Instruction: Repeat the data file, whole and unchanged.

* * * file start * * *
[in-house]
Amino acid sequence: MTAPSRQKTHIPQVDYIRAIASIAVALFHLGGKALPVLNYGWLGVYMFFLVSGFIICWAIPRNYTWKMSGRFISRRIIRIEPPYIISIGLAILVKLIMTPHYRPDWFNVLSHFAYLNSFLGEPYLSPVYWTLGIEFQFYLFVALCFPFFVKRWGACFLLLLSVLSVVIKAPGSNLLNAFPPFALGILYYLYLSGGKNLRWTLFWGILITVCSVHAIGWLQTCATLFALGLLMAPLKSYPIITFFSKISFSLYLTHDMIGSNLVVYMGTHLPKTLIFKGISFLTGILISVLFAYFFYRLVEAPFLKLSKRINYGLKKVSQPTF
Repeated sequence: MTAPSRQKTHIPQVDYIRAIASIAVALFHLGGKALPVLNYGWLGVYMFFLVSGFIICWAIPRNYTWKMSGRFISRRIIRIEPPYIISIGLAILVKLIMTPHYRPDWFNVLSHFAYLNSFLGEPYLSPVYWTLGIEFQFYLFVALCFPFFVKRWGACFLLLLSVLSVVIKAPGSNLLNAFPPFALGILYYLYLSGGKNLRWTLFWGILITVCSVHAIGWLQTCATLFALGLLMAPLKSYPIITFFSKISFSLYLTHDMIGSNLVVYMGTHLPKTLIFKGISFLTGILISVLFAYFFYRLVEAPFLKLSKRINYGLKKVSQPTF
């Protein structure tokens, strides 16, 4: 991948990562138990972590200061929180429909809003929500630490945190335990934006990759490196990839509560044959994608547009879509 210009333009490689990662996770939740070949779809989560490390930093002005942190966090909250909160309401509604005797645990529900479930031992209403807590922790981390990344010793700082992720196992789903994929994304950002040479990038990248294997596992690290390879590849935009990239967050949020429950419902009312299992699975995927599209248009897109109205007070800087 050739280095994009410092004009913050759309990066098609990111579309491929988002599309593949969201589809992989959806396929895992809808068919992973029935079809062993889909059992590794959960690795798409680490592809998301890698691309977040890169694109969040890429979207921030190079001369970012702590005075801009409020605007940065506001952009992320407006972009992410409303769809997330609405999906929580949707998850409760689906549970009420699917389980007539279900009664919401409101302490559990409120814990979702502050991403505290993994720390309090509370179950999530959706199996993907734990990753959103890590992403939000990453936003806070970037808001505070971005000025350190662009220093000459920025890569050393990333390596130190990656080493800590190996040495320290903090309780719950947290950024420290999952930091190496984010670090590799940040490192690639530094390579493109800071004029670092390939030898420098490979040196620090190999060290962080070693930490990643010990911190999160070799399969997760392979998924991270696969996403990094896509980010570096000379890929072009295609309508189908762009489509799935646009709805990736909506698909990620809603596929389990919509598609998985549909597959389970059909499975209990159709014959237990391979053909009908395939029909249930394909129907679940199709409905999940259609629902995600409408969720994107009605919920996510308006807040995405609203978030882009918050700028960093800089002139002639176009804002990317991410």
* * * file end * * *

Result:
[in-house]
Amino acid sequence: MTAPSRQKTHIPQVDYIRAIASIAVALFHLGGKALPVLNYGWLGVYMFFLVSGFIICWAIPRNYTWKMSGRFISRRIIRIEPPYIISIGLAILVKLIMTPHYRPDWFNVLSHFAYLNSFLGEPYLSPVYWTLGIEFQFYLFVALCFPFFVKRWGACFLLLLSVLSVVIKAPGSNLLNAFPPFALGILYYLYLSGGKNLRWTLFWGILITVCSVHAIGWLQTCATLFALGLLMAPLKSYPIITFFSKISFSLYLTHDMIGSNLVVYMGTHLPKTLIFKGISFLTGILISVLFAYFFYRLVEAPFLKLSKRINYGLKKVSQPTF
Repeated sequence: MTAPSRQKTHIPQVDYIRAIASIAVALFHLGGKALPVLNYGWLGVYMFFLVSGFIICWAIPRNYTWKMSGRFISRRIIRIEPPYIISIGLAILVKLIMTPHYRPDWFNVLSHFAYLNSFLGEPYLSPVYWTLGIEFQFYLFVALCFPFFVKRWGACFLLLLSVLSVVIKAPGSNLLNAFPPFALGILYYLYLSGGKNLRWTLFWGILITVCSVHAIGWLQTCATLFALGLLMAPLKSYPIITFFSKISFSLYLTHDMIGSNLVVYMGTHLPKTLIFKGISFLTGILISVLFAYFFYRLVEAPFLKLSKRINYGLKKVSQPTF
């Protein structure tokens, strides 16, 4: 991948990562138990972590200061929180429909809003929500630490945190335990934006990759490196990839509560044959994608547009879509 210009333009490689990662996770939740070949779809989560490390930093002005942190966090909250909160309401509604005797645990529900479930031992209403807590922790981390990344010793700082992720196992789903994929994304950002040479990038990248294997596992690290390879590849935009990239967050949020429950419902009312299992699975995927599209248009897109109205007070800087 050739280095994009410092004009913050759309990066098609990111579309491929988002599309593949969201589809992989959806396929895992809808068919992973029935079809062993889909059992590794959960690795798409680490592809998301890698691309977040890169694109969040890429979207921030190079001369970012702590005075801009409020605007940065506001952009992320407006972009992410409303769809997330609405999906929580949707998850409760689906549970009420699917389980007539279900009664919401409101302490559990409120814990979702502050991403505290993994720390309090509370179950999530959706199996993907734990990753959103890590992403939000990453936003806070970037808001505070971005000025350190662009220093000459920025890569050393990333390596130190990656080493800590190996040495320290903090309780719950947290950024420290999952930091190496984010670090590799940040490192690639530094390579493109800071004029670092390939030898420098490979040196620090190999060290962080070693930490990643010990911190999160070799399969997760392979998924991270696969996403990094896509980010570096000379890929072009295609309508189908762009489509799935646009709805990736909506698909990620809603596929389990919509598609998985549909597959389970059909499975209990159709014959237990391979053909009908395939029909249930394909129907679940199709409905999940259609629902995600409408969720994107009605919920996510308006807040995405609203978030882009918050700028960093800089002139002639176009804002990317991410």